Look at your adapter. An input level of 100–240 V shows the acceptable amount of voltage. Plugging it to an outlet or source above this range can destroy the charger.

Then look for output levels. If your battery needs 4.2 volts to fully charge, then you need a power adapter that can reach this level. One that outputs around 3 V will not be able to charge a 4.2 V battery, which is why your decade-old charger may not work with your latest phone.

Next, check amperage. Many smartphone chargers provide an output of 1 A. A device that requires less than 1 A will only pull what it needs. But if your adapter only provides 500 mA, a device that needs more may, at best, charge slower, and at worst, get damaged. Some devices won’t accept a charger that doesn’t supply enough power. Many tablets come with 2 A power adapters.


3. Look for Certifications

Some certifications, such as CE, show a manufacturer’s commitment to meeting the regulatory standards of a given area (in this case, the European Economic Area). RoHS certification shows that a product does not have certain hazardous materials. These offer assurances that a product will not only be less likely to damage your device, but you, your home, and the rest of the environment The Truth About e-Waste Recycling and Its Effectiveness The world is producing more e-waste than ever before. We should be recycling it, but there are some problems there that you may not be aware of. Read More .

If you have an iPhone, look for the Made for iPod logo. This is Apple’s licensing program for companies that develop peripherals for its products. Despite the name, it applies to the iPhone and iPad as well.

4. Do a Side-by-Side Comparison

Do a comparison with the charger that came with your device. Some fakes can be very convincing, showing the same brand name and a few certifications but not all the ones that the real one offers. The visual difference may even come down to a few words.

Compare the weight of the two chargers. Tap on them to see how they sound. These steps aren’t necessary if you’re comparing the official charger to a third-party option, but it’s essential if you think you may have purchased a fake.

Are You Concerned About Your Charger?

Smartphones aren’t known for having the longest battery life Which Smartphones Have the Best Battery Life in 2016? Mobile phone users today demand battery life over all other concerns. Short battery life is the only real limitation of the modern smartphone. So which smartphones offer the best battery life? Read More . Still, if your device drains quickly and charges slowly, double-check your chargers. One of them may not be doing you any favors. I know I’ve long used whichever microUSB cable I can find to charge my devices.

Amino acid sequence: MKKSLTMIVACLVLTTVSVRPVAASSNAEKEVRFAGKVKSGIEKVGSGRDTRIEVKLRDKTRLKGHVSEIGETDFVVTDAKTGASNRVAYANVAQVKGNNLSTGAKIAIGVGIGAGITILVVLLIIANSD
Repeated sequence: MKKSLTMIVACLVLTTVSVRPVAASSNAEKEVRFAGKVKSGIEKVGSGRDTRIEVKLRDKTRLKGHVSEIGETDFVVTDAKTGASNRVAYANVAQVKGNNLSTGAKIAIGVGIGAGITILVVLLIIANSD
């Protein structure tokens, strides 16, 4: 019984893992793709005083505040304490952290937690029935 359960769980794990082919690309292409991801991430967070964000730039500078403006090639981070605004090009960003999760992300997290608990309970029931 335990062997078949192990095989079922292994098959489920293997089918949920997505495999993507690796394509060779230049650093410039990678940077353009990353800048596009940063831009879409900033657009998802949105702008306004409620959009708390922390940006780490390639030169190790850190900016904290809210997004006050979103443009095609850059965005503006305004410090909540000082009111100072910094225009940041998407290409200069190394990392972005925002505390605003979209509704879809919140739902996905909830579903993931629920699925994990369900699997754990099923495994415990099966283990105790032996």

What about you? Do you stick to the cable your device came with? Are you happy to borrow a friend’s? Have you typically gone for expensive chargers or the cheapest ones you could find? Notice any impact on your phone? Share your story with us!

Image Credit: Remitski Ivan via

Related topics: Batteries, Battery Life.

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  1. dan
    April 27, 2017 at 6:22 am

    Does this article apply to Android devices?

    • Bertel King, Jr.
      May 23, 2017 at 3:55 pm

      Yes. The first video shows fake Samsung Galaxy Android phone chargers in particular.

      • dan
        May 28, 2017 at 3:57 pm

        If I have other chargers that are charging my device, may I assume they are doing no harm to it?
        Thanks for your replies,

        • Bertel King, Jr.
          May 31, 2017 at 3:28 pm

          Not necessarily. My advice is written in the post. Check input/output levels to make sure the numbers match what your phone is intended to handle. Check certifications. Lithium-ion batteries get worse over time on their own, but a bad charger can speed up the process.

  2. Edward Keating
    March 31, 2017 at 3:47 pm

    Chargers that charge slower will not damage the battery. (It is actually better for the battery to charge slower). The key here is to have the charger able to sense the end of charge condition (usually within the phone or device) and then stop charging.

    Using a standard USB port only allows 500ma of current per the standard. Chargers using a USB port can supply more current, but only if the device properly handshakes, or a connection within the cable or device tells the charger to deliver more than 500ma of current.

    • Bertel King, Jr.
      March 31, 2017 at 4:58 pm

      Good to know. Thanks for providing this feedback!